The thing about Whiplash is that it poses some pretty interesting questions about what it takes for someone to reach their full potential. Is Fletcher ruthless and abusive? Yes. Is he doing it purely just to be an evil bastard? I don’t think so. He’s obviously not completely sane or moral in the way he tries to do it, but I honestly think he really was trying to find the next great jazz musician. One could argue that our society has become too over-sensitive when it comes to even the smallest things in life. Everything is about political correctness, you can’t even say Merry Christmas to someone anymore without them getting offended. It’s borderline ridiculous, to be honest. So in this film, a merciless teacher comes along and pushes Andrew over his limits. It’s easy enough to say that it’s wrong because you shouldn’t abuse other people, but was it completely wrong after all? Even though it seemed as though Andrew was already obsessing over the idea of becoming a famous musician before Fletcher came along, would he really have ever achieved it unless there was someone like Fletcher to light a fire under him? You can’t really know for sure.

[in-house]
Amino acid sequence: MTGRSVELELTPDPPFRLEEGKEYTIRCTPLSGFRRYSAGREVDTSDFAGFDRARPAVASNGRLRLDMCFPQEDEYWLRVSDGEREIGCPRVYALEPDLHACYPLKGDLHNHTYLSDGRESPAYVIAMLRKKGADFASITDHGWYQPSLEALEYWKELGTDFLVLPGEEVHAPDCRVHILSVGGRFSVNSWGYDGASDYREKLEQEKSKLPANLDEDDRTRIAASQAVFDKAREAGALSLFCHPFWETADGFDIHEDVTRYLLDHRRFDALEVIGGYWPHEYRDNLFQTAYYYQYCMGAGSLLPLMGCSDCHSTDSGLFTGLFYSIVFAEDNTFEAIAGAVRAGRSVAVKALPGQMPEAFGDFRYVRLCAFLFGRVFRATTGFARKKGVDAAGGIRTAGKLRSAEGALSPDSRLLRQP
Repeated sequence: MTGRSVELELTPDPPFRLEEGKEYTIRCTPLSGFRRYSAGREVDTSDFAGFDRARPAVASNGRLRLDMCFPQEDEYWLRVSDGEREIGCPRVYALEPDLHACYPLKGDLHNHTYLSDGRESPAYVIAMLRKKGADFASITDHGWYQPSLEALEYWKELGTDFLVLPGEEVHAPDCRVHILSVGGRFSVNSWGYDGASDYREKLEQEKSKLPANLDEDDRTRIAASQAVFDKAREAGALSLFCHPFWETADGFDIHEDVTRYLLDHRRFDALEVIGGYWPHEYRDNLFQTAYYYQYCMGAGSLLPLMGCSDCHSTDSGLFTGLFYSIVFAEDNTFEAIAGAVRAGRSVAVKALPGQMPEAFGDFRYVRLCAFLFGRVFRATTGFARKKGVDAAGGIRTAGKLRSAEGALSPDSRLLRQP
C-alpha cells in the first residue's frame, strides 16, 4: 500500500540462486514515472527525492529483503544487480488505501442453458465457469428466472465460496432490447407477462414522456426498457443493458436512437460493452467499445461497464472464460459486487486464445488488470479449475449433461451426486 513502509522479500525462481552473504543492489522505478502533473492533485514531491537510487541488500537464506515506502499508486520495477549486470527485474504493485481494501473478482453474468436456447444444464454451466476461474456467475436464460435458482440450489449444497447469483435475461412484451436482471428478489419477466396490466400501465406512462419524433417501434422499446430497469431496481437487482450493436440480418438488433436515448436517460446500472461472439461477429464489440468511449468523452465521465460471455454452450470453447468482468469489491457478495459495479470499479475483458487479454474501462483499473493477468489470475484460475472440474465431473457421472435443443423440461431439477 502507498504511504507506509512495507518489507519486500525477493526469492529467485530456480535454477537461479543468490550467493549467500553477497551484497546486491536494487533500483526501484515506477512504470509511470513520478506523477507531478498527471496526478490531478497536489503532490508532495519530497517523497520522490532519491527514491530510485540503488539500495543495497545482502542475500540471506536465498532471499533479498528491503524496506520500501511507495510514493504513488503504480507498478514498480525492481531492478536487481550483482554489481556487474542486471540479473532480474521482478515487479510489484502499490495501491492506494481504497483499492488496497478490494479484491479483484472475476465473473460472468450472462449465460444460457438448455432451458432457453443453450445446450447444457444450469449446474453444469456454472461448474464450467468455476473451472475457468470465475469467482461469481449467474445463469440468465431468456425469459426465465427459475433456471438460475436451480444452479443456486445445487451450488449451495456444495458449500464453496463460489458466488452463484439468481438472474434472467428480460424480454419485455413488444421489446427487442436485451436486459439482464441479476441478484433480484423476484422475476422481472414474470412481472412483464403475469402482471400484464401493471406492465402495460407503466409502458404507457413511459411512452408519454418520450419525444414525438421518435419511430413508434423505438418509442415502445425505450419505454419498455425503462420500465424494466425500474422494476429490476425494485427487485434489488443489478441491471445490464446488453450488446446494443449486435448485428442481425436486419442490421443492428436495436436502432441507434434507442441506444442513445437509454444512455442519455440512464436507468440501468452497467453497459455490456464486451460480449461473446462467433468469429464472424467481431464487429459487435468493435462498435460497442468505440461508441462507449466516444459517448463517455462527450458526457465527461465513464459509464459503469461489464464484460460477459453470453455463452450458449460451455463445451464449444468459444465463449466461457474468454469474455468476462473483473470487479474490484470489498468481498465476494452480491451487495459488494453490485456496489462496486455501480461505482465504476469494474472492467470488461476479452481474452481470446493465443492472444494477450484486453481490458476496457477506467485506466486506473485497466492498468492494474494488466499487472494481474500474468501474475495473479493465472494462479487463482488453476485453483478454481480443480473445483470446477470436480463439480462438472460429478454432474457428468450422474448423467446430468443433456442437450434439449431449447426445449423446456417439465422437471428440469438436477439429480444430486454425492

In the movie, Fletcher tells Andrew, “There are no two words more harmful to the English language than ‘good job’.” That’s a tough statement to come to terms with, but I have to kind of agree. If he had coddled Andrew the entire time and deceivingly assured him that he was doing a “good job,” then Andrew would never have the motivation to push himself further in order to fully reach his potential, then maybe the dream of becoming a famous musician would never be fulfilled. Of course, the movie doesn’t show you whether or not Andrew goes on to make it big, but the last scene gives you the assurance that there was at least a good chance of that happening.